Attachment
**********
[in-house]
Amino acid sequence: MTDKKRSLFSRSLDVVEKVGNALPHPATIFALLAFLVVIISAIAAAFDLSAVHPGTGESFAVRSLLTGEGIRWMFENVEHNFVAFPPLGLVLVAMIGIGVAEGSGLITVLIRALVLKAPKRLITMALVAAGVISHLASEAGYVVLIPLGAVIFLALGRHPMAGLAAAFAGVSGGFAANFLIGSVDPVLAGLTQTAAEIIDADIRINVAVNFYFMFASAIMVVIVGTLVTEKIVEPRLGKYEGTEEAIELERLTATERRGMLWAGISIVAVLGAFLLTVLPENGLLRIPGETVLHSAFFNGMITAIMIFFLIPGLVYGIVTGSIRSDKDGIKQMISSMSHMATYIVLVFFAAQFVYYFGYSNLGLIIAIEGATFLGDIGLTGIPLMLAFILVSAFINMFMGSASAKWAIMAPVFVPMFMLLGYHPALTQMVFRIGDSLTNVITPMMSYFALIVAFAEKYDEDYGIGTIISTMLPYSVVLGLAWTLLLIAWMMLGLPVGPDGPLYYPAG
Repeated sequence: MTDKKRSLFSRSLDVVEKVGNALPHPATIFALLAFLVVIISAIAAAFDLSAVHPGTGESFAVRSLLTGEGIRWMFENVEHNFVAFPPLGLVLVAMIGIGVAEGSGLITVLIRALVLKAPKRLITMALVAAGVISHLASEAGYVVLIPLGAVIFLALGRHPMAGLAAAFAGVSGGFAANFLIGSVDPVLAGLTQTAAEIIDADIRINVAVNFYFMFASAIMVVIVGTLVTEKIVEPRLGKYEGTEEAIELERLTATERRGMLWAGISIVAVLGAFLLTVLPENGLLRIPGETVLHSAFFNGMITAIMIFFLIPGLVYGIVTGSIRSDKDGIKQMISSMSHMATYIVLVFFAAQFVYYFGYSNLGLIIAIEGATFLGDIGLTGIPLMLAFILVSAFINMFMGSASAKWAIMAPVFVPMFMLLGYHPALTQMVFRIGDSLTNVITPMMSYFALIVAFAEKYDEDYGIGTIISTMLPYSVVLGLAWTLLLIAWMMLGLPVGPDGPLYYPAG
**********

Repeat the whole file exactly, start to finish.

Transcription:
[in-house]
Amino acid sequence: MTDKKRSLFSRSLDVVEKVGNALPHPATIFALLAFLVVIISAIAAAFDLSAVHPGTGESFAVRSLLTGEGIRWMFENVEHNFVAFPPLGLVLVAMIGIGVAEGSGLITVLIRALVLKAPKRLITMALVAAGVISHLASEAGYVVLIPLGAVIFLALGRHPMAGLAAAFAGVSGGFAANFLIGSVDPVLAGLTQTAAEIIDADIRINVAVNFYFMFASAIMVVIVGTLVTEKIVEPRLGKYEGTEEAIELERLTATERRGMLWAGISIVAVLGAFLLTVLPENGLLRIPGETVLHSAFFNGMITAIMIFFLIPGLVYGIVTGSIRSDKDGIKQMISSMSHMATYIVLVFFAAQFVYYFGYSNLGLIIAIEGATFLGDIGLTGIPLMLAFILVSAFINMFMGSASAKWAIMAPVFVPMFMLLGYHPALTQMVFRIGDSLTNVITPMMSYFALIVAFAEKYDEDYGIGTIISTMLPYSVVLGLAWTLLLIAWMMLGLPVGPDGPLYYPAG
Repeated sequence: MTDKKRSLFSRSLDVVEKVGNALPHPATIFALLAFLVVIISAIAAAFDLSAVHPGTGESFAVRSLLTGEGIRWMFENVEHNFVAFPPLGLVLVAMIGIGVAEGSGLITVLIRALVLKAPKRLITMALVAAGVISHLASEAGYVVLIPLGAVIFLALGRHPMAGLAAAFAGVSGGFAANFLIGSVDPVLAGLTQTAAEIIDADIRINVAVNFYFMFASAIMVVIVGTLVTEKIVEPRLGKYEGTEEAIELERLTATERRGMLWAGISIVAVLGAFLLTVLPENGLLRIPGETVLHSAFFNGMITAIMIFFLIPGLVYGIVTGSIRSDKDGIKQMISSMSHMATYIVLVFFAAQFVYYFGYSNLGLIIAIEGATFLGDIGLTGIPLMLAFILVSAFINMFMGSASAKWAIMAPVFVPMFMLLGYHPALTQMVFRIGDSLTNVITPMMSYFALIVAFAEKYDEDYGIGTIISTMLPYSVVLGLAWTLLLIAWMMLGLPVGPDGPLYYPAG